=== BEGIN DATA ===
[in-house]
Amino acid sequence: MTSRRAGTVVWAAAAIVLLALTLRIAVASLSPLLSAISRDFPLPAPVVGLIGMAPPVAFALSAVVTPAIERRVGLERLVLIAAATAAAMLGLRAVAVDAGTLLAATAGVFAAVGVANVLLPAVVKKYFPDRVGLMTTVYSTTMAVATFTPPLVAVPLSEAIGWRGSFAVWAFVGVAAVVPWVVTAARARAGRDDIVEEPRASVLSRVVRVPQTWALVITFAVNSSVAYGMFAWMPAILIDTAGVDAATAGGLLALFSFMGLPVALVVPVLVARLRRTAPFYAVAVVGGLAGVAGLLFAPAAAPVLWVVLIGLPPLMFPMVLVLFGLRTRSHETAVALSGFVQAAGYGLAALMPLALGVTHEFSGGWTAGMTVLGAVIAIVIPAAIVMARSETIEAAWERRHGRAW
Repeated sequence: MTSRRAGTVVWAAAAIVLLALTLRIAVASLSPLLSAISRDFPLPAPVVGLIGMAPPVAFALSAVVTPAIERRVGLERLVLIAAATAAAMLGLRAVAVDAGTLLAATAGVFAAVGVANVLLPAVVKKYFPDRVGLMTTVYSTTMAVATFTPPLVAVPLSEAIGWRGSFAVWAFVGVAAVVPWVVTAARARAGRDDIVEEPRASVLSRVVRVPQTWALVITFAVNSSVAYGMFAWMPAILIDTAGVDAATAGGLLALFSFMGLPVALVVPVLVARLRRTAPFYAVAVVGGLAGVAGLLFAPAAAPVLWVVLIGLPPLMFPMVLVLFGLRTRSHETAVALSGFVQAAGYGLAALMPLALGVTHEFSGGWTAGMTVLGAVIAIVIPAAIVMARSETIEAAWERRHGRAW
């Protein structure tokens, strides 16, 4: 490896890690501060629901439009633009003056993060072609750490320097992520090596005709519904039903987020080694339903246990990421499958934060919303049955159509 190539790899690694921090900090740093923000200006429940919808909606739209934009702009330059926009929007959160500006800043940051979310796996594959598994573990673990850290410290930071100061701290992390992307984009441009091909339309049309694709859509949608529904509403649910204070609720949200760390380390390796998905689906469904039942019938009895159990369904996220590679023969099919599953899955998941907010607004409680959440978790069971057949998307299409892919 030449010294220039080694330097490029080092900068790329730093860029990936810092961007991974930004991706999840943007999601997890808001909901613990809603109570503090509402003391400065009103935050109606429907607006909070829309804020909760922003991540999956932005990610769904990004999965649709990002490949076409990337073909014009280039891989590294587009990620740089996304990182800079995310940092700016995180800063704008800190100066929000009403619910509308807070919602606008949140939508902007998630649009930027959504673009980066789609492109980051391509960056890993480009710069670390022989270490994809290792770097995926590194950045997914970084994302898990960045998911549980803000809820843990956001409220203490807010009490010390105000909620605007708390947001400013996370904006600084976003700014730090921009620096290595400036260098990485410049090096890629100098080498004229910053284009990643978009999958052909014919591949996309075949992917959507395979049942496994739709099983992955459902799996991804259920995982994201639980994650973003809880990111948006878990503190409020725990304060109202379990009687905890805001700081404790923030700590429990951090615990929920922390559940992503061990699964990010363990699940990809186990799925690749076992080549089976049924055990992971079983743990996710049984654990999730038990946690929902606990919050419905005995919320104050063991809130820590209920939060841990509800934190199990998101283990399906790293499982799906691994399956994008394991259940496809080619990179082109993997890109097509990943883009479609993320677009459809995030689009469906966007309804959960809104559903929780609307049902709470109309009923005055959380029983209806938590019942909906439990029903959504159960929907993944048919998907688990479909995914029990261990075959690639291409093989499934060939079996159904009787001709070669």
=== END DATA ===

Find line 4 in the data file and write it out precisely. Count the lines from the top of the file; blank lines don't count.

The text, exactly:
């Protein structure tokens, strides 16, 4: 490896890690501060629901439009633009003056993060072609750490320097992520090596005709519904039903987020080694339903246990990421499958934060919303049955159509 190539790899690694921090900090740093923000200006429940919808909606739209934009702009330059926009929007959160500006800043940051979310796996594959598994573990673990850290410290930071100061701290992390992307984009441009091909339309049309694709859509949608529904509403649910204070609720949200760390380390390796998905689906469904039942019938009895159990369904996220590679023969099919599953899955998941907010607004409680959440978790069971057949998307299409892919 030449010294220039080694330097490029080092900068790329730093860029990936810092961007991974930004991706999840943007999601997890808001909901613990809603109570503090509402003391400065009103935050109606429907607006909070829309804020909760922003991540999956932005990610769904990004999965649709990002490949076409990337073909014009280039891989590294587009990620740089996304990182800079995310940092700016995180800063704008800190100066929000009403619910509308807070919602606008949140939508902007998630649009930027959504673009980066789609492109980051391509960056890993480009710069670390022989270490994809290792770097995926590194950045997914970084994302898990960045998911549980803000809820843990956001409220203490807010009490010390105000909620605007708390947001400013996370904006600084976003700014730090921009620096290595400036260098990485410049090096890629100098080498004229910053284009990643978009999958052909014919591949996309075949992917959507395979049942496994739709099983992955459902799996991804259920995982994201639980994650973003809880990111948006878990503190409020725990304060109202379990009687905890805001700081404790923030700590429990951090615990929920922390559940992503061990699964990010363990699940990809186990799925690749076992080549089976049924055990992971079983743990996710049984654990999730038990946690929902606990919050419905005995919320104050063991809130820590209920939060841990509800934190199990998101283990399906790293499982799906691994399956994008394991259940496809080619990179082109993997890109097509990943883009479609993320677009459809995030689009469906966007309804959960809104559903929780609307049902709470109309009923005055959380029983209806938590019942909906439990029903959504159960929907993944048919998907688990479909995914029990261990075959690639291409093989499934060939079996159904009787001709070669």